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Chess

Stormy Petroff

1 August 2015

9:00 AM

1 August 2015

9:00 AM

Alexander Petroff (1794-1867) is often remembered as the first great Russian chess master. He became the strongest player in Russia at the age of 15 and produced the first chess book in Russian. His main legacy, however, is the Petroff Defence (1 e4 e5 2 Nf3 Nf6), an opening which has been seen consistently at the highest level ever since he invented it.

A new book, The Petroff Move by Move (Everyman Chess) by Cyrus Lakdawala, explores this opening in great detail. Due to the potentially symmetrical nature of the positions that can arise, the Petroff has an undeserved reputation as an unadventurous opening. The following dramatic encounter shows that this is far from the truth.
 
Caruana-Wang Hao: Bucharest 2013; Petroff
 
1 e4 e5 2 Nf3 Nf6 3 Nxe5 d6 4 Nf3 Nxe4 5 Nc3 Nxc3 6 dxc3 Be7 7 Be3 0-0 8 Qd2 b6 9 0-0-0 Bb7 10 Nd4 Nc6 11 Nf5 Bf6 12 Ng3 Ne7 13 Nh5 Nf5 14 Bf4 Be5 15 h4 A typical advance of the kingside pawns in the Petroff. 15 … g6 16 Bd3 gxh5 A radical move. Black was obviously nervous about the line 16 … Ng7 17 Nxg7 Bxg7 18 Rh2 and White’s attack looks ominous. 17 Bxf5 Qf6 18 Bxe5 dxe5 19 Bd3 Kg7 20 Qe2 e4 Wang Hao activates his kingside pawn majority via a little tactical trick. 21 Bc4 Not 21 Bxe4 which hangs a piece to 21 … Qf4+. 21 … Qh6+ 22 Kb1 Rad8 23 a3 f5 Black’s main trump in this position is that his majority can still produce a kingside passed pawn, while White’s crippled majority on the other side effectively makes him down a pawn. Of course, White’s promising attacking chances against Black’s aired-out king make up for this factor. 24 Bb3 Kg6 25 Rh3 f4 26 Rxd8 Rxd8 (see diagram 1) 27 g4 This is a serious slip. The computer finds the shocking 27 Rd3!! when one line is 27 … Qf8 28 Bf7+!! (overloaded defender/deflection) 28 … Kg7 (28 … Kxf7?? 29 Qxh5+ Ke6 30 Qg4+ Ke7 31 Qg5+ and White wins) 29 Rxd8 Qxd8 30 Qxh5 and White is close to winning. 27 … c5 28 Rh1 f3 29 Qc4 Instead, 29 gxh5+! Qxh5 30 Qe3 Kf6 31 Qf4+ Qf5 32 Qc7 Rd7 33 Qb8 looks better for White. 29 … Bd5 30 Qa4 Bxb3 31 cxb3 Qf4 32 Re1 hxg4 33 Rxe4 Qf5 34 Ka2 Kh5 35 Re1 h6 36 Qxa7 g3 (see diagram 2) 37 fxg3 Now Black’s f-pawn becomes too strong. After 37 Qe7 and the game is even, e.g., 37 … gxf2 38 Re5 Qxe5 39 Qxe5+ Kg4 40 Qe4+ Kg3 41 Qg6+ Kh2 42 Qc2 Kg1 43 Qg6+, and the game should end in a draw. 37 … f2 38 Rf1 Kg4 Now the king helps the promotion of the pawn. 39 Qg7+ Kf3 40 g4 Qf4 41 Qb7+ Ke2 42 Rb1 Rd3 43 Qg2 Rd1 44 Rxd1 Kxd1 45 Qf1+ Kd2 The f-pawn will promote and White lacks a perpetual check mechanism. 46 g5 hxg5 47 hxg5 Qg3 48 Qb5 Qd3 White resigns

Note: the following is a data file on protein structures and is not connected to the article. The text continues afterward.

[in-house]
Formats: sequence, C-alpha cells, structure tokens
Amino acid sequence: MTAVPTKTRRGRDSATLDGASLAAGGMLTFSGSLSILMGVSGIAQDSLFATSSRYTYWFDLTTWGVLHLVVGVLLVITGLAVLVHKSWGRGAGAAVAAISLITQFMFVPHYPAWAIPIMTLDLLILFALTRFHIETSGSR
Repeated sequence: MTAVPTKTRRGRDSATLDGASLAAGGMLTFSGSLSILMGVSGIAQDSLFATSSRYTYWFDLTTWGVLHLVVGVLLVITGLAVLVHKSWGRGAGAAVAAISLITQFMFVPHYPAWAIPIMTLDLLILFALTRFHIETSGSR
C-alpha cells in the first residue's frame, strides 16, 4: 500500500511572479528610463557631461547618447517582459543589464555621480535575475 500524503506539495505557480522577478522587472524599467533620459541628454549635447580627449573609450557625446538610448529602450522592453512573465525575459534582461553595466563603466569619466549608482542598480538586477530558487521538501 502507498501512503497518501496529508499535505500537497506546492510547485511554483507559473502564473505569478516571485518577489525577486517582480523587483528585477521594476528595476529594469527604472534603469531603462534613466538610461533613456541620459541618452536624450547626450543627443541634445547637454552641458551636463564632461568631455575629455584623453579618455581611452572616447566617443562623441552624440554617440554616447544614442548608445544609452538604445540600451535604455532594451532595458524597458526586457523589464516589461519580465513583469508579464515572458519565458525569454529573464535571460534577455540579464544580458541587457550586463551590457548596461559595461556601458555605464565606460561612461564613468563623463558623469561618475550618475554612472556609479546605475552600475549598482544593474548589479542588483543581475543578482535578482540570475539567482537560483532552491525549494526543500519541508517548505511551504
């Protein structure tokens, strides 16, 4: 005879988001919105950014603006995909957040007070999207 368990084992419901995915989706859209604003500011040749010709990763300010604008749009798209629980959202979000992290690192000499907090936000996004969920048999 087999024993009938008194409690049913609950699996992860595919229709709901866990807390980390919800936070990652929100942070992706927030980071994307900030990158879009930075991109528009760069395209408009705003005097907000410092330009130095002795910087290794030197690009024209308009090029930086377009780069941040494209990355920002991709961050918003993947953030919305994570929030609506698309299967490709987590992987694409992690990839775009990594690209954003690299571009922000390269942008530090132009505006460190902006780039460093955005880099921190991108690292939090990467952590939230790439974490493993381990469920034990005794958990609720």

The British Championship is in progress in Warwick with last year’s joint winners, David Howell and Jonathan Hawkins, both in attendance. The Winning Move features a fine finish by Howell from earlier in his career.


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